Ramadan 2009: America and Islam
Posted Sep 8, 2009

Ramadan 2009: America and Islam

By Dr. James Zogby

I had the distinct honor of being invited to address this year’s Iftar dinner at the Pentagon, together with Ms. Farah Pandith, the State Department’s Special Representative to Muslim Communities and Ms. Dalia Mogahed, of the Gallup Corporation. In attendance were over 125 American Muslims, members of every branch of the US military, and their guests from the White House, Congress and other government agencies.

The evening provided an opportunity for reflection on the changes that are occurring among American Muslims and in the US’ relationship with Islam.

When I first came to this city, over 30 years ago, there were no Iftars, nor was there any formal recognition of Ramadan or the Eids by anyone, anywhere. I can recall going to the Reagan White House to propose a Presidential Eid message and being asked to write it. And then reminding them each year after that. The practice was broadened and institutionalized during the Clinton years, with President Bush adding an Iftar dinner, which he hosted each year of his Presidency.

At this point, there are Iftars all over this city—the White House, State Department, Congress, National Security Agency, and more.

A primary factor accounting for this change and the growing recognition being given to Ramadan, is the presence and vitality of a growing Muslim community. There are thousands of Muslims serving in the US military and hundreds serving in every branch and agency of the US Government. It is not just that the US is heavily engaged in the Muslim World, it is that America’s Muslim community is no longer invisible. Their presence, hard work and contributions to our country are being recognized. And with that, their faith is being appreciated. A tribute to American Muslims, yes—but also a tribute to the capacity of America to grow and change.

In many ways, this is a unique country. One of our most enduring qualities is our openness and the absorptive character of our national identity. Despite the persistent rantings of some bigots, no one religion, ethnicity or culture defines us or limits who can be one of us.

America possesses an alchemy, of sorts, with its remarkable capacity to transform people and itself. With citizenship you get more than a passport and the right to vote—you become American. And that is not all, because, in the process, America becomes changed. As each new wave of immigrants has come to our shores and become Americans, the very character and definition of the country and its culture has changed. Look at our food, listen to our music, see our style—in all of these are the threads woven from the many diverse peoples who have come to make up the rich and diverse nature of America today.

It is a lesson, some are slow to learn, but learn it they must, and learn it they do. Twenty-four years ago, for example, I was called to Dearborn Michigan, where the leading candidate for mayor in that year’s election had just sent out a mailing to every household in the city. Blazoned across the front page were the words “The Arab Problem”—which he went on to describe as the danger posed by a large influx of Arab immigrants flooding the city, who don’t share “our darn good way of life”.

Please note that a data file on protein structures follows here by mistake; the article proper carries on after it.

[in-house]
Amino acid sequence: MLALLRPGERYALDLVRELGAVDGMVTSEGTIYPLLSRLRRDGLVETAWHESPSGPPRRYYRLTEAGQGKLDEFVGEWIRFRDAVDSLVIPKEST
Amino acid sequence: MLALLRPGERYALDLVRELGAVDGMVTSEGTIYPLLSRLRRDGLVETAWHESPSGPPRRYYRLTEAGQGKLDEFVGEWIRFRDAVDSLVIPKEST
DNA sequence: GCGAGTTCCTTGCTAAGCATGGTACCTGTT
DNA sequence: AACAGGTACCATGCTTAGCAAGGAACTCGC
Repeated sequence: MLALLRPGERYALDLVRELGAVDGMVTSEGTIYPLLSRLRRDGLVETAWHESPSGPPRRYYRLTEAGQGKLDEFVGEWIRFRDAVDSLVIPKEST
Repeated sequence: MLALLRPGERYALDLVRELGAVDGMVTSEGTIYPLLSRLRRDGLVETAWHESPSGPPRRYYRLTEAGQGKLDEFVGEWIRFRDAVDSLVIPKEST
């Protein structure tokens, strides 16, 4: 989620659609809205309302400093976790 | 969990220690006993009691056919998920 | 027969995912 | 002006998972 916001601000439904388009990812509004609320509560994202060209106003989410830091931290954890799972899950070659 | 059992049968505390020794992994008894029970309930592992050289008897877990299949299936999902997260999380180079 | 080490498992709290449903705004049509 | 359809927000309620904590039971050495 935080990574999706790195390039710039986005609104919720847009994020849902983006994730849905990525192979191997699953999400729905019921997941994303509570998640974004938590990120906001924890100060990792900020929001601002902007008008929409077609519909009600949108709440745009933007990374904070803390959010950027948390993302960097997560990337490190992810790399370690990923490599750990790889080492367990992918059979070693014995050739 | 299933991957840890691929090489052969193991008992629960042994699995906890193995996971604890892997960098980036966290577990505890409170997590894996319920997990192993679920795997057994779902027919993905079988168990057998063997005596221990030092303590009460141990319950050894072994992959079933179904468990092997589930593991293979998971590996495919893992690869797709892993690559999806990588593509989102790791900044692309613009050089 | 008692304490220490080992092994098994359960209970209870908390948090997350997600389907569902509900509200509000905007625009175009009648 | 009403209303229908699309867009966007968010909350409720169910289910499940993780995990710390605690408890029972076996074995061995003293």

As that community grew and prospered and changed, the city and mayor changed, as well. Years later, I went to Dearborn to receive, from that same mayor, the official “masbaha” of the city of Dearborn. He opened the ceremony with greetings in Arabic, quoted the Qur’an and then spoke of the contributions Arab Americans had made to his city. (Note: in this year’s Dearborn elections, five of the fourteen candidates for city council are Arab Americans!).

On another occasion, I was called to Michigan to deal with a crisis that had erupted in the schools during Ramadan. Muslim children who wanted to fast had asked to have a study period during lunchtime. Instead, they were made to sit in a corner of the cafeteria. Other children began to taunt them, some threw food at them. Fights broke out and some of the Muslim children had been suspended.

When I met with the Arab American children and their parents, one 14 year old girl told me that she had spoken with the principal and suggested a solution. The problem, she said, was that the non-Muslim children “don’t understand our culture. Maybe we can help them learn about us.” To which the principal responded “our job is to teach you our culture, not to learn your culture”.

That 14 year old Yemeni American girl was right and her principal was dead wrong.

When America is at its best, it is growing, learning, changing and becoming more diverse and better.

And so, as I looked out at the Pentagon audience of young men and women, dressed in the uniform of Army, Navy, Air Force and Marines and saw the pride their commanding officers had in them, and heard the stories of their service and valor, I thought of that 14 year old Michigan Muslim girl (who, incidentally, is now a grown woman teaching US military personnel about Arabs and Islam)—and of the America that is embracing Muslims, transforming itself and becoming new. And I was proud.

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